I was doing some research on Christian mysticism this evening at Morling College (yes, it had nothing to do with the Christian counselling course I am officially there for) when I came across a wonderfully illustrated book by Ursula King entitled, “Christian Mystics: The Spiritual Heart of the Christian Tradition.” In it I came across an intriguing drawing from the “Rothschild Canticles,” a 14th century text from France, that really grabbed my attention.
I thought, hey, I must really share this, so I tracked down a digitised version when I got home (see here for the online source) and here is (note: click image to enlarge).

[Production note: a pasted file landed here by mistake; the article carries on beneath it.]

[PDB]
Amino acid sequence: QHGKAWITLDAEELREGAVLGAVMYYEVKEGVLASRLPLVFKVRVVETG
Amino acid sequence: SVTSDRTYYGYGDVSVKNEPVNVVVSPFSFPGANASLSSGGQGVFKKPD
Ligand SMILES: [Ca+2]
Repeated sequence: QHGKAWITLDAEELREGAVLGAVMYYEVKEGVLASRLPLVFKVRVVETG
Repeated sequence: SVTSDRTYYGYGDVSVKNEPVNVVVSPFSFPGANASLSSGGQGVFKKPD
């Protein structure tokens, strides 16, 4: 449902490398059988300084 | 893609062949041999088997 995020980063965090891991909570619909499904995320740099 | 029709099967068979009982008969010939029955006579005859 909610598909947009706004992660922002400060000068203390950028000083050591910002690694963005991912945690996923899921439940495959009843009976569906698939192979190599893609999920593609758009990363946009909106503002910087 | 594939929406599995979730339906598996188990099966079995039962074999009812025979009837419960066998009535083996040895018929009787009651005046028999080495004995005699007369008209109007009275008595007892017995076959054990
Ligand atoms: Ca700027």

The illustration features the face of God covered by a whirling sun. The text from the book reads, “This is the dazzling darkness of divine effacement. The Rhineland mystics describe the essence of the Godhead as being without form, a divine, luminous darkness. ‘Where understanding and desire end, there is darkness and there God’s radiance begins.'”
In essence it is an attempt at representing the transcendent vision of Christian mystics.
Now, apart from the beauty of the illustration, and the evocative subject, what I really wanted to share here is how this image perfectly illustrates what I have said before on icons and sacred aesthetics, which is, that the images should draw you deeper into the word that inspired them. And when we come to the face of God, the father of the son, the word is glory and transcendence.
When you sit with this image, what does it conjure up for you?